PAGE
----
Summer Series: Amber Yared at the Canadian Opera Company

COC participants hard at work / Photo courtesy of the COC

COC participants hard at work / Photo courtesy of the COC

Over the next few weeks, PAONE is looking at arts education in the blissful (and sometimes chaotic!) summer months. (Summer Series: Chapter 1 and Chapter 2).

In the third chapter in this series, we chat with Amber Yared, the Children and Youth Programs Co-ordinator for the Canadian Opera Company, one of PAONE’s organization members.

PAONE: What are you up to this summer at the COC?
AY: Right now it’s camps camps camps! I coordinate the COC’s Scotiabank Summer Opera Camps, and am focused on them for the month of July. But, in between contacting parents for health and safety information, talking about programming with our artist educators, designing invites, and other Camps-related administrative duties, I’m also working on planning the other two programs I coordinate that run through fall, winter, and spring.

PAONE: Can you tell us about your summer work and how it connects to arts education?AY: I think a lot of people conceive of camp in terms of fun and as addressing a need for childcare. But many camps are learning spaces in which both educators and kids are free of the pressures of the assessment, evaluation, and curriculum objectives imposed on schools. A yoga teacher I know once told me that we can’t learn unless we’re feeling relaxed and grounded. I feel like that level of comfort and openness is something we strive for at the COC’s camps—we want the kids to be feeling good and if they’re feeling good, relaxed, and confident then it’s more likely they’ll come away with some new, deep understanding of opera—the creation process; how to collaborate; what it means to perform; technical skills in singing, composing, drama, and/or stage design. The kids who attend the COC’s camps leave having had a pretty intensive art education experience.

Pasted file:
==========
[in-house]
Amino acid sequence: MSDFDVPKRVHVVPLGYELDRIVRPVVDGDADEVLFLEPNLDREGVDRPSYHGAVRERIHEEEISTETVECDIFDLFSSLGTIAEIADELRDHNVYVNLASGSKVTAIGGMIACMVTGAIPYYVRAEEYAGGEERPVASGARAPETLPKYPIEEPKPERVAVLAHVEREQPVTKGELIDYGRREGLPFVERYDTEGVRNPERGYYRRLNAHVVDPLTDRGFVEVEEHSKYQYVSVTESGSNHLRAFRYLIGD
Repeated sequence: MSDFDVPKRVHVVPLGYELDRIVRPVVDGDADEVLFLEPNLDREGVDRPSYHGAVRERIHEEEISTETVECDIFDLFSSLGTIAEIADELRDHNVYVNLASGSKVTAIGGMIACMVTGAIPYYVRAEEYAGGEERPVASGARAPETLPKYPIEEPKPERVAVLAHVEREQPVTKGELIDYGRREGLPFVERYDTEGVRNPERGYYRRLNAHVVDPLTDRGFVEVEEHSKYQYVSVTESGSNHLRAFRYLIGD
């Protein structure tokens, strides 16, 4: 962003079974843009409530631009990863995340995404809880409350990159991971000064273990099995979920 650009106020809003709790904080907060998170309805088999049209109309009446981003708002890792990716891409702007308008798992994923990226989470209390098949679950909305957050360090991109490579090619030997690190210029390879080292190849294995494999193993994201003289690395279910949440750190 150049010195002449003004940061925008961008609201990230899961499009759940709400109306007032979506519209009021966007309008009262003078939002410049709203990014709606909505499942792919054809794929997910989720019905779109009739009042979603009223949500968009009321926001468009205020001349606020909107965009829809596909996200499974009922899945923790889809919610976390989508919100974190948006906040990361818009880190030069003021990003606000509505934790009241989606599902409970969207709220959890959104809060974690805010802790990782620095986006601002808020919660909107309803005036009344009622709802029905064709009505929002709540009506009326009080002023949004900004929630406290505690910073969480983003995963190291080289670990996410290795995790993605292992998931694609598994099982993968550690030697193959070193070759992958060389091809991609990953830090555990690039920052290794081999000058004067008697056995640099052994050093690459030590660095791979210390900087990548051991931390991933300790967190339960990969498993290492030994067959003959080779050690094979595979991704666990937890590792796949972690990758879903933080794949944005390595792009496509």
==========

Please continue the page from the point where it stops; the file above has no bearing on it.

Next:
COC participants hard at work / Photo courtesy of the COC

COC participants hard at work / Photo courtesy of the COC

PAONE: What is special about summer programming? Why do you feel it’s important?
AY: I love summer programming. It’s one of the only times we get to engage with kids and youth for extended periods of time. We get them first thing in the morning for many days in a row instead of once a week at the end of a tiring school day. It’s a chance to get to know them in a different way and to work with them more intensively.

For the kids, summer programming means they get to leave the more generalized space of school and encounter other kids who share their interests. This is really important—especially for teenagers. And while I think that many kids don’t have nearly enough unprogrammed time in their lives, I also think that providing an alternative learning environment, outside of school, is truly valuable.

PAONE: What will you be doing when you aren’t working this summer?
AY: Mostly spending time with my husband and kid. Playing in the park, going for walks, visiting with friends and family, and trying to keep cool.

PAONE: What’s the best thing about summer in Toronto?